State Legislature Passes Bill Requiring 'In God We Trust' To Be Prominently Displayed


In what is sure to cause renewed debate into how far is too far for public displays of religion, one Tennessee bill is pushing those boundaries for public schools.

According to Fox News, the bill would require public schools throughout the Volunteer State to display the motto “In God We Trust” somewhere on their grounds where it can easily be seen.

Though not yet signed by Republican Gov. Bill Haslam, the bill has already passed both Republican-led chambers of the legislature.

The legislation, sponsored by state Rep. Susan Lynn, R-Mt. Juliet, was quickly met with backlash over whether or not it’s legal for Tennessee to seemingly endorse a religious point of view.

However, Lynn argued that both “faithless people” and “people of other faiths” shouldn’t be bothered by the proposed bill, as she pointed out that the U.S. was, in many ways, founded on sentiments similar to the one seen in the motto.

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“Our national motto is on our money. It’s on our license plates. It’s part of our national anthem,” Lynn argued.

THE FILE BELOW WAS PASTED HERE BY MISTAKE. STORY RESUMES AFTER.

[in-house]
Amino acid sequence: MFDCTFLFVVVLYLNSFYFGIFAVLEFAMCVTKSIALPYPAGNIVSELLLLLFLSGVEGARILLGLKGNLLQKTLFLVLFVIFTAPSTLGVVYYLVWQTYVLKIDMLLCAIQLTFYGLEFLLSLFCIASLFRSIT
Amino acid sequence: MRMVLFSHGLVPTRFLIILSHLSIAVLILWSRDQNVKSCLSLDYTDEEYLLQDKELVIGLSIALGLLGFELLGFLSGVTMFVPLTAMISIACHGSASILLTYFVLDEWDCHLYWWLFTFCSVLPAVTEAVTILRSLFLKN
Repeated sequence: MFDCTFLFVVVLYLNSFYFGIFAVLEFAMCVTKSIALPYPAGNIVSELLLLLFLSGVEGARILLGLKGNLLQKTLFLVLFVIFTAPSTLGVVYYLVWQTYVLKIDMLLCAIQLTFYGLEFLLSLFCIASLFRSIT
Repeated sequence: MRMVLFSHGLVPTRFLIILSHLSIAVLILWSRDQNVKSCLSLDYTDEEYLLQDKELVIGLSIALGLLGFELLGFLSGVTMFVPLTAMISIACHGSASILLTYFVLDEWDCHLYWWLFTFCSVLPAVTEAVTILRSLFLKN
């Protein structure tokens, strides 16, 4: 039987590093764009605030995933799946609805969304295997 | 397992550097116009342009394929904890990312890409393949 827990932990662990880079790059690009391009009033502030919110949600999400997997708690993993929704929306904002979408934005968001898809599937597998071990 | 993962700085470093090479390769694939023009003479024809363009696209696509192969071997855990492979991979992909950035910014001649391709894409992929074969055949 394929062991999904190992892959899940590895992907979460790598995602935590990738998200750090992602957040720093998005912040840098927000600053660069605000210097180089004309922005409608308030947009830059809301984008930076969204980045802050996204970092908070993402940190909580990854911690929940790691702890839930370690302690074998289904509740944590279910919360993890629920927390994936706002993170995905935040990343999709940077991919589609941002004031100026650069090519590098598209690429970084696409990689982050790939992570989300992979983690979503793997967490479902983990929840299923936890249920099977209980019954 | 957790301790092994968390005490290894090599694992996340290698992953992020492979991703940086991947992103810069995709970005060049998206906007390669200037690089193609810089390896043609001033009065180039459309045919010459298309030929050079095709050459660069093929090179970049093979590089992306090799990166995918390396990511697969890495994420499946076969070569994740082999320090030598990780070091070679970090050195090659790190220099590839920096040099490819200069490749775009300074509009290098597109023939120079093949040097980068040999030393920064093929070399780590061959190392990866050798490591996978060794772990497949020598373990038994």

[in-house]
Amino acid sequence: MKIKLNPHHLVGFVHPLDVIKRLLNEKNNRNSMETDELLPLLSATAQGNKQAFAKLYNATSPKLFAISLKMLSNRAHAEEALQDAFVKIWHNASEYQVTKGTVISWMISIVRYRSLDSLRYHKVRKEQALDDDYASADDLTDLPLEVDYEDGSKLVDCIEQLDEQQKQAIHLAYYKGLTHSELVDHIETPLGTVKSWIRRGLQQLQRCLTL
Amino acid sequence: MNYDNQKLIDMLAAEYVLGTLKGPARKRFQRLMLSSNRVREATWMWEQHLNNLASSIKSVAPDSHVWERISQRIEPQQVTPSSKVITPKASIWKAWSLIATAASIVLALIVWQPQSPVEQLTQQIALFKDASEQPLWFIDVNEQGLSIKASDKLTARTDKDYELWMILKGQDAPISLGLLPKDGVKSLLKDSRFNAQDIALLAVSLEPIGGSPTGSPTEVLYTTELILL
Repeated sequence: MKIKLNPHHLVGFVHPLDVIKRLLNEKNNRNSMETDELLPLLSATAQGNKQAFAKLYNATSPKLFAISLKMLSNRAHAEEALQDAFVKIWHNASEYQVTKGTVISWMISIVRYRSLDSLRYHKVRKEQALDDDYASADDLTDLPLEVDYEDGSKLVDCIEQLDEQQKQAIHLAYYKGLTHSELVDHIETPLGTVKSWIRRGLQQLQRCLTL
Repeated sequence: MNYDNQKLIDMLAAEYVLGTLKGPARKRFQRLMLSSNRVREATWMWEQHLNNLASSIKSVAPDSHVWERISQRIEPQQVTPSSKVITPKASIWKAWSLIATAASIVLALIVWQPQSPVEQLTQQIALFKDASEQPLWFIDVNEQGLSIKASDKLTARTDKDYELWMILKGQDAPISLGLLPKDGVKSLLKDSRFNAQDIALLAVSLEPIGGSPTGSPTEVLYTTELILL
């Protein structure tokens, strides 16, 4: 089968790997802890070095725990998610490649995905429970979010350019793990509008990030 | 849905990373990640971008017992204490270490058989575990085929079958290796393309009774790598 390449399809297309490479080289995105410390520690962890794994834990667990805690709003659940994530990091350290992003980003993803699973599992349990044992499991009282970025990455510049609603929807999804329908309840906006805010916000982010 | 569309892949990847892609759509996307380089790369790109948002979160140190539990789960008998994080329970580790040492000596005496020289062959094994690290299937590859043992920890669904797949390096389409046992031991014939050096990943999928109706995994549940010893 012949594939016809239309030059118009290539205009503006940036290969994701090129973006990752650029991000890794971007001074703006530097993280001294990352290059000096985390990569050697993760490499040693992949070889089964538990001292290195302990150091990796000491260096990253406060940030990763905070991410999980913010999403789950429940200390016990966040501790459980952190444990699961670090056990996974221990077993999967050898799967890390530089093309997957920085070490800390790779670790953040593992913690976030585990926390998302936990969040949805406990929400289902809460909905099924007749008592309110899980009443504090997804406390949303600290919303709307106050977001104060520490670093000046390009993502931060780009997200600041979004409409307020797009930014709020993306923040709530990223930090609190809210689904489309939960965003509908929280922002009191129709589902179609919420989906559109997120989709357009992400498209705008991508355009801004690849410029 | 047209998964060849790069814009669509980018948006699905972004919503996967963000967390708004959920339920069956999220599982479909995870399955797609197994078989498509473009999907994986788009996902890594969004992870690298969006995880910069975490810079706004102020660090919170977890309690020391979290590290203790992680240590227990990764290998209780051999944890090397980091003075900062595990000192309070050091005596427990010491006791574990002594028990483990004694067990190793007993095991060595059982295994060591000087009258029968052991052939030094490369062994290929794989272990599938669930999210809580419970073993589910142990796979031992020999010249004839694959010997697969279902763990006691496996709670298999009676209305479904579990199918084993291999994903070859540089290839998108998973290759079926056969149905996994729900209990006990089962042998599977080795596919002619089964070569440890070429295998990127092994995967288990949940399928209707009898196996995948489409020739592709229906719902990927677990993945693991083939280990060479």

“Our national motto and founding documents are the cornerstone of freedom and we should teach our children about these things,” she added.

The motto “In God We Trust” first appeared on the two-cent piece in 1864, nearly a year before the Civil War would come to an end.

It wasn’t until 1956 that a law declaring the motto be placed on all U.S. currency was passed thanks to a Joint Resolution by the 84th Congress, with then-President Dwight Eisenhower approving it. Since 1957, the motto has appeared on all paper currency in the U.S.

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According to the Tennessean, bills such as the one championed by Lynn and other Republican lawmakers are proposed periodically, effectively pitting conservative Christian groups against secular activists and those who argue in favor of the separation of church and state.

Many took to social media to display their approval or disagreement with the bill. Some agreed with Lynn, but others called out what they saw as a forceful display of religion and waste of resources.

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Though Haslam has not yet revealed whether he will sign the bill or not, he did say that he has “never been one that thought that having a motto somewhere changes a lot of people’s thoughts.”

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ASU grad who loves all things reading and writing.
Becky is an ASU grad who uses her spare time to read, write and play with her dog, Tasha. Her interests include politics, religion, and all things science. Her work has been published with ASU's Normal Noise, Phoenix Sister Cities, and "Dramatica," a university-run publication in Romania.
Bachelor of Arts in English/Creative Writing
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